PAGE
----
Award-winning journalist and author Sathnam Sanghera returns to his birthplace of Wolverhampton, but this time in a more fictional vein.
His first book, ‘The Boy With the Topknot’, was quite literally a memoir of all the secrets and lies his British Sikh family grappled with during his formative years. In contrast, his first novel is a far more unbridled ride through the town he grew up in, bringing a palpable sense of personal catharsis to the account.
‘Marriage Material’ is replete with a poignancy that makes you wonder how real some of the fictional characters may have been – undoubtedly an amalgamation of quirky Wulfrunians the author came in close contact with over the years.
The result is an extremely evocative account that takes you through Enoch Powell’s infamous “rivers of blood” speech that set the anti-immigrant tone of 1960s Britain right up to the 2011 riots. The underlying message is stark: times may change but class struggles just take on different hues.
Sanghera acknowledges the debt to Arnold Bennett’s early 1900s iconic novel, ‘The Old Wives’ Tale’, based around the lives of two sisters who worked in their mother’s drapery shop to set the scene in an Indian-owned corner-shop.
Our protagonist is Arjan Banga, someone many of us immigrants can instantly identify with – believes in the perceived fairness and meritocracy that a country like Britain offers and eschews all notions of right-wing extremism, whether it comes from the “goras” or the “desis”.
The Londoner is all set to marry his English girlfriend when his father’s untimely death drags him back to the city and corner-shop he had distanced himself from long ago.
Gradually, we see Arjan sucked in deeper and deeper into the local politics of Wolverhampton, which is struggling to come to terms with its once glorious manufacturing past.
His concern for his elderly mother’s safety in an area where white teenagers walk in to her store simply to spout racist nonsense, is a heart-warming reminder of how none of us can ever really run away from our past. And this sets Arjan off to trace the whereabouts of a long-forgotten massi (aunt) who he feels would have the right sibling influence to convince his mother to sell up shop and retire to a more easy life.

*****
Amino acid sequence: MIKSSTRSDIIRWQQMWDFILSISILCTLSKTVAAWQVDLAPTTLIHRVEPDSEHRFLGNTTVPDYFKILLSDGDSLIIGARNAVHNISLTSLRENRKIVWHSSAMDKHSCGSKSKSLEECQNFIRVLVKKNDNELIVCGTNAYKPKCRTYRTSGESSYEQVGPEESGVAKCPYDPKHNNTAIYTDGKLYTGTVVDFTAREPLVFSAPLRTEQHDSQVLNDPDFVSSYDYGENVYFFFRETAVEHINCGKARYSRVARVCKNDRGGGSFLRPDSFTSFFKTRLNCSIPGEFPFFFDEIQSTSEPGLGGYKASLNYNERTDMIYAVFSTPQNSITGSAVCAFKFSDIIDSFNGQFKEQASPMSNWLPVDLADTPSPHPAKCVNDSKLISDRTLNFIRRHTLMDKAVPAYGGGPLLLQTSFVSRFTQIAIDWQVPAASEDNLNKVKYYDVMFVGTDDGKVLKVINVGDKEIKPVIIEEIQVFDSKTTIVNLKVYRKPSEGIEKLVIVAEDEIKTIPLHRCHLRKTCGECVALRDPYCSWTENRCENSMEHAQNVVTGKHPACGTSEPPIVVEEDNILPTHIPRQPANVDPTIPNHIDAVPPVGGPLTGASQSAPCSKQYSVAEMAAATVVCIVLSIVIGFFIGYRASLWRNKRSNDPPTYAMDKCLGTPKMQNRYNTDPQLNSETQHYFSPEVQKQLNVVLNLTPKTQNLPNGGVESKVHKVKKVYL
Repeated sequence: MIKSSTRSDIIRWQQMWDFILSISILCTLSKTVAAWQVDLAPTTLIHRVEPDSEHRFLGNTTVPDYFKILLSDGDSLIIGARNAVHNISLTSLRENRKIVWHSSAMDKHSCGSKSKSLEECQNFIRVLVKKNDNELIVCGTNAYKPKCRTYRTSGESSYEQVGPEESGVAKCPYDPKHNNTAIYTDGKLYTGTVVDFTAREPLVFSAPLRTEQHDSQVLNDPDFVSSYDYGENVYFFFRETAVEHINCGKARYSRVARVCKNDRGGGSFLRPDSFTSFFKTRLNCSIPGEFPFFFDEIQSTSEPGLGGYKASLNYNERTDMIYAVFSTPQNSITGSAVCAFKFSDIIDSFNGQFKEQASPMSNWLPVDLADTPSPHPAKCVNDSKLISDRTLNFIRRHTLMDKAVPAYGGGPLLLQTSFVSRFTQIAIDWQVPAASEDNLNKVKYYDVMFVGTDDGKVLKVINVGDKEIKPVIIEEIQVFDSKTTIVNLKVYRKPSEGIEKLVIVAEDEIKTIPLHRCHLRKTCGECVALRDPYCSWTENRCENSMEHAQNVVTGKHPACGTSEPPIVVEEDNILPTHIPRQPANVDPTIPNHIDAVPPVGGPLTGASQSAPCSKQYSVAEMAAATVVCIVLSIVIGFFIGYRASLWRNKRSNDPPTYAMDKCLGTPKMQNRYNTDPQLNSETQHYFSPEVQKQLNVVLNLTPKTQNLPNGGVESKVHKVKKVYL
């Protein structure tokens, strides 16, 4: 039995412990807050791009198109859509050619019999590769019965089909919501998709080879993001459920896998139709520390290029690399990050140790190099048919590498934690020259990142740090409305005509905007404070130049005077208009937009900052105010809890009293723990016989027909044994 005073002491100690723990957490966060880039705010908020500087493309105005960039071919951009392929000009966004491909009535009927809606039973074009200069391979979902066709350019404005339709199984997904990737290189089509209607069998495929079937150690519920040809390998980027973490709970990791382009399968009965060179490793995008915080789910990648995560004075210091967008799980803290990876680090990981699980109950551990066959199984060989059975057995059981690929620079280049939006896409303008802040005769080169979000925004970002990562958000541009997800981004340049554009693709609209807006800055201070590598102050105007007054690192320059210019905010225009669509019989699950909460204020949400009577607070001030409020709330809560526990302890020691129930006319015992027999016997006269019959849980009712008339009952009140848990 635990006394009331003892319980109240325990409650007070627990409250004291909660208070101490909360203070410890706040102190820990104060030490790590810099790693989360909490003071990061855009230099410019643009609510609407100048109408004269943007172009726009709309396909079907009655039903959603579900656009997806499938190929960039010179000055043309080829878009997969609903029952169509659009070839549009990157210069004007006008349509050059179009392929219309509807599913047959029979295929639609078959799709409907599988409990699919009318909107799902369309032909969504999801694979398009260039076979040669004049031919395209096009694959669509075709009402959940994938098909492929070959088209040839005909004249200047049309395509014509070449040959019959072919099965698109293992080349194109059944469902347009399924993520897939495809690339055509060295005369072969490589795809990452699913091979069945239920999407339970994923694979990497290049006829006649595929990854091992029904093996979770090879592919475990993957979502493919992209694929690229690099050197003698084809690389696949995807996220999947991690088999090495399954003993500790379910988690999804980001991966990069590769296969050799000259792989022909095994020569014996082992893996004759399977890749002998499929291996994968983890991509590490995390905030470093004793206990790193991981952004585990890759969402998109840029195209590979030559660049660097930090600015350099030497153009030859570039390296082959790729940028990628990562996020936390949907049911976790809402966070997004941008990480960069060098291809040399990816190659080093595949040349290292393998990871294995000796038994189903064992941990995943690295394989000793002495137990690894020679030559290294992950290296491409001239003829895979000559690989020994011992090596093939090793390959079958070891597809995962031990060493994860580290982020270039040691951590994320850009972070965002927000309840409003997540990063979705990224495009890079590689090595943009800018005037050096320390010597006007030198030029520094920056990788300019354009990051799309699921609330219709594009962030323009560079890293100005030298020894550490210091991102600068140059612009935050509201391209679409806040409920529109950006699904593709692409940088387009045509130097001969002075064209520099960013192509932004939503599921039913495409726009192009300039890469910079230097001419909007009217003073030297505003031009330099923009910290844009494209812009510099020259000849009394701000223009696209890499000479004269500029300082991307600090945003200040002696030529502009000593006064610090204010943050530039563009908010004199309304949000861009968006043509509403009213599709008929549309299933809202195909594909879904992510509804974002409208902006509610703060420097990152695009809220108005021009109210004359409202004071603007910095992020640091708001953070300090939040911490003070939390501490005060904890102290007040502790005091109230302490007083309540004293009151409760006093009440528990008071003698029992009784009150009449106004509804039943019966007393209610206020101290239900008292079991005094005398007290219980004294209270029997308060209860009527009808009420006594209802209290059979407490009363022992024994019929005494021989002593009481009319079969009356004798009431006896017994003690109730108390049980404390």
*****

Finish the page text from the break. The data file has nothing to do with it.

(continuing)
Sanghera’s expertise lies in flitting chapter by chapter between the past and present – the story of Arjan’s mother and sister growing up in a hostile alien land intertwines seamlessly with modern day Britain.
If there are hidden pronouncements on the caste system and prejudice within communities that far out-weigh attacks from an outsider, they are made with subtlety.
He strikes a perfect balance between the “eye-rolling clichés of a man arriving in Britain with just £5 in his pocket” and attacks like “smelly Paki” being all in a day’s work for a corner-shop owner with roots somewhere in South Asia.
A must for anyone on the lookout for a breezy and smooth read that has a strong point to make about race relations but never tries to ram it down your throat. At heart, ‘Marriage Material’ remains a very human, touching story told by a deft fellow journalist with immense talent and versatility.
– Aditi Khanna
Marriage Material’ is published by Random House.
Aditi Khanna is the Editor of India Incorporated (www.indiaincorporated.com) and a London Correspondent for the Press Trust of India.